Finding Of The Islands





One of the oldest legends of the Hawaiians relates to the finding

of their islands by Hawaiiloa, a great chief and great-grandson

of Kinilauamano, whose twelve sons became the founders of twelve

tribes. Guided by the Pleiades he sailed westward from America, or

northward from some other group,--doubtless the latter,--and so came

to these pleasant lands, to the largest of which he gave his own name,

while the lesser ones commemorate his children. In another tradition

the islands of Oahu and Molokai were the illegitimate children of two

of his descendants, who were wedded, but jealous of one another and

faithless. Still another folk-tale runs to the effect that an enormous

bird, at least as large as the American thunder-bird or the roc of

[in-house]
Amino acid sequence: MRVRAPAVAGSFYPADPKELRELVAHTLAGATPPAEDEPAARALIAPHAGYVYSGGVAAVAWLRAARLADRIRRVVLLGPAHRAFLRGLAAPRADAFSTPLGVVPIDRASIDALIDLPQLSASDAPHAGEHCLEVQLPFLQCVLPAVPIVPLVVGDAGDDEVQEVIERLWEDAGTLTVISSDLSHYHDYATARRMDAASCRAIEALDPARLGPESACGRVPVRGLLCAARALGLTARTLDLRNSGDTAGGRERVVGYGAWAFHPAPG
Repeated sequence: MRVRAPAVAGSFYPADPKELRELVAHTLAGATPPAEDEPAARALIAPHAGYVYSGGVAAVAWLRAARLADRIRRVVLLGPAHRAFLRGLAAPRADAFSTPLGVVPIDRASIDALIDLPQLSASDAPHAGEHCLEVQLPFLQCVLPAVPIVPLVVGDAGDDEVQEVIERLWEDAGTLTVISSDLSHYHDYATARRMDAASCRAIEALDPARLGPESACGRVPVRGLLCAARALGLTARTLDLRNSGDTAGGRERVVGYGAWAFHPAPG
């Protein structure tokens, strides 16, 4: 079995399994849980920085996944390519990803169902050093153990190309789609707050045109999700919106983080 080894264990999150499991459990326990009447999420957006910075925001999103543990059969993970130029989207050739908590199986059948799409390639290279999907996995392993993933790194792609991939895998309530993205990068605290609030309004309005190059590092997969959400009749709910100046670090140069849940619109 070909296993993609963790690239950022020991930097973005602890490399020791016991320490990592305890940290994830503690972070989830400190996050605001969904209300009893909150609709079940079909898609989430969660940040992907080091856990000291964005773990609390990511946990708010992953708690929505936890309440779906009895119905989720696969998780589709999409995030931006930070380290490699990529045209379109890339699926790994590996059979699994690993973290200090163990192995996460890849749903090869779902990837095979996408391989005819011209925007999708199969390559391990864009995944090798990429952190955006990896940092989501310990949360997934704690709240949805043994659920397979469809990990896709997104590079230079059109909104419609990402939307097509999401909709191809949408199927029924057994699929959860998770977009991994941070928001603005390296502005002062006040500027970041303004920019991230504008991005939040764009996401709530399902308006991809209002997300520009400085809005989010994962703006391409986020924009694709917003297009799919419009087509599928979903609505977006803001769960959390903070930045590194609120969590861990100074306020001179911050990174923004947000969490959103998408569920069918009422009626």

Arabia, paused in its flight across the sea and laid an egg which

floated on the water. The warmth of the ocean and the ardor of the sun

hatched the egg, and from it came the islands, which grew, in time,

to their present size, and ever increased in beauty. Some years after

they were found by a man and a woman who had voyaged from Kahiki in

a canoe, and liking the scenery and climate, they went ashore on the

eastern side of Hawaii, and remained there to become the progenitors

of the present race. It suggests the ark legend that this pair had in

their canoe two dogs, two swine, and two fowls, from which animals had

come all that were found running wild there a hundred years ago. The

people can never be thankful enough that these visitors differed from

Nuu in their lack of regard for the snakes, scorpions, centipedes,

tarantulas, and mosquitoes that are so common to tropic lands, for,

having neglected to import these afflictions, the islands got on

without them until recently. Mosquitoes were taken to Hawaii on an

American ship. The hogs and dogs are descendants of animals that

escaped from the wreck of the Spanish galleon Santo Iago in 1527.





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